From: UN Spokesperson - Do Not Reply [at]
Date: Thu, Jan 16, 2014 at 3:23 PM
To: Matthew.Lee [at]

In response to your question about the follow-up to the allegations of sexual assault by United Nations peacekeepers in MINUSMA in September 2013, we have received the following information:

The Department of Peacekeeping Operations officially notified the Government of Chad of these allegations in late September. The Government of Chad officially responded, saying that it would take responsibility for the investigations. The Government of Chad has further advised the Department of Peacekeeping Operations that it has completed the national investigation, and the United Nations awaits advice on the outcome of the investigations and follow-up accountability measures as appropriate.

  The UN is waiting for "advice" -- but will it ever make it public? How else can the UN's stated Human Rights Due Diligence Policy be assessed?

  On January 17, Inner City Press asked UN acting deputy spokesperson Farhan Haq about it. From the UN's transcript, video here and embedded below:

Inner City Press: On Mali, I wanted to thank you for this written answer you gave yesterday afternoon that Mali has said that its completed its investigation of the alleged rape in Mali by the Chadian troops. And it said that the UN awaits advice on the outcome of the investigation. And what I wanted to know is whether… what part of that is going to be made public, given both the human rights due diligence policy, etcetera? I appreciate you saying that the investigation is finished, but, has… did they clear the soldiers? Were the soldiers found guilty? Where does it stand?

Acting Deputy Spokesperson Haq: As we emailed to you, the Mission does await advice on the outcome of the proceedings. We know that there have been proceedings regarding the case. You know this is a case regarding sexual assault and so, we await further information from that. We’ll try to make public what we can of the information that we receive.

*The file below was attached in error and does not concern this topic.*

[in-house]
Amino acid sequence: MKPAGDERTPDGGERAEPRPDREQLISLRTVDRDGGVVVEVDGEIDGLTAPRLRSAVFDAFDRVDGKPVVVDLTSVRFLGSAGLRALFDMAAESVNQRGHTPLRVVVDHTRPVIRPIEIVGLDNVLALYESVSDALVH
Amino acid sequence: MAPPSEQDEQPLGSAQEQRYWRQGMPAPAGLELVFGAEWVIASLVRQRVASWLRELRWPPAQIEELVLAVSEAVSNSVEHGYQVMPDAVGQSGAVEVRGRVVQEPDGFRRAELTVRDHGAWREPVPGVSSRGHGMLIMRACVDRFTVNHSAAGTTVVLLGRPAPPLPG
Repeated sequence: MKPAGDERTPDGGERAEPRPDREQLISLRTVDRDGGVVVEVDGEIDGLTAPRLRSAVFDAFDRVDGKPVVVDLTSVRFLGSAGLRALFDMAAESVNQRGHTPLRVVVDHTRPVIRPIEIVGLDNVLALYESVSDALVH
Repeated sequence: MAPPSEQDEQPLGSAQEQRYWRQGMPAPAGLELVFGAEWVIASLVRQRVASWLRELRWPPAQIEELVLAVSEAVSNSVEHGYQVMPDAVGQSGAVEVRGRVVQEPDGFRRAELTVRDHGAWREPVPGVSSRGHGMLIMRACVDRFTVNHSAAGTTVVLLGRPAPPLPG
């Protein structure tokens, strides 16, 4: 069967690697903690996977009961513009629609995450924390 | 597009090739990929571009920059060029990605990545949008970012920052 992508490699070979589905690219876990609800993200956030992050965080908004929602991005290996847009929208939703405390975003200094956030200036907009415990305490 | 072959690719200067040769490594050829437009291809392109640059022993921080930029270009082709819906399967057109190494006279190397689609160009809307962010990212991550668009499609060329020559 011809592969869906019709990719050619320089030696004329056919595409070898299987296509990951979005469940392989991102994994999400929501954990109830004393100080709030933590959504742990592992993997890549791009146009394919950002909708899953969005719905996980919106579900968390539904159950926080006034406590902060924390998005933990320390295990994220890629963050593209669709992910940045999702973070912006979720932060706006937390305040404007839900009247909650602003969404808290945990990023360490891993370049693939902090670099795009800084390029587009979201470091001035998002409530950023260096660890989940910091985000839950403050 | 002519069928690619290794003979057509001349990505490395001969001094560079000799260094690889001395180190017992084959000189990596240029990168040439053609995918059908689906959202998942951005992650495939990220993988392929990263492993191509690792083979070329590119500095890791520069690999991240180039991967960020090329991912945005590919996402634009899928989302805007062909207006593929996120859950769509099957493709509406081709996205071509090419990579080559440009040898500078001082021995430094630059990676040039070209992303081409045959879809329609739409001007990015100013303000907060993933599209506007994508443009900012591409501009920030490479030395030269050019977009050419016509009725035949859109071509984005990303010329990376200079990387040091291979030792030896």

Inner City Press: So, they literally just told you that it’s complete, but…no indication on what was done? I guess I wonder when --

Acting Deputy Spokesperson: The information I have in the email that was sent to you is the information we have. If we have any further updates, we’ll share it with you at that point.

  Two weeks later, nothing. So what will members of the Security Council ask, find and make public?

  One of the UN's other too-few criticisms of military action in north Mail, the shooting into a crowd of protesters in Kidal on November 28, was disputed in the Security Council on January 16.

  In a statement prepared like a defense attorney, trying raise reasonable doubt, Mali's Permanent Representative Sekou Kasse said that the UN Mission MINUSMA elements closest to the shooting were 400 meters away, precluding them from "objective" testimony.

  The argument made was one must wait for the ballistic analysis ordered by the Malian government itself. Inner City Press asked Mali's foreign minister on April 23. Watch this site.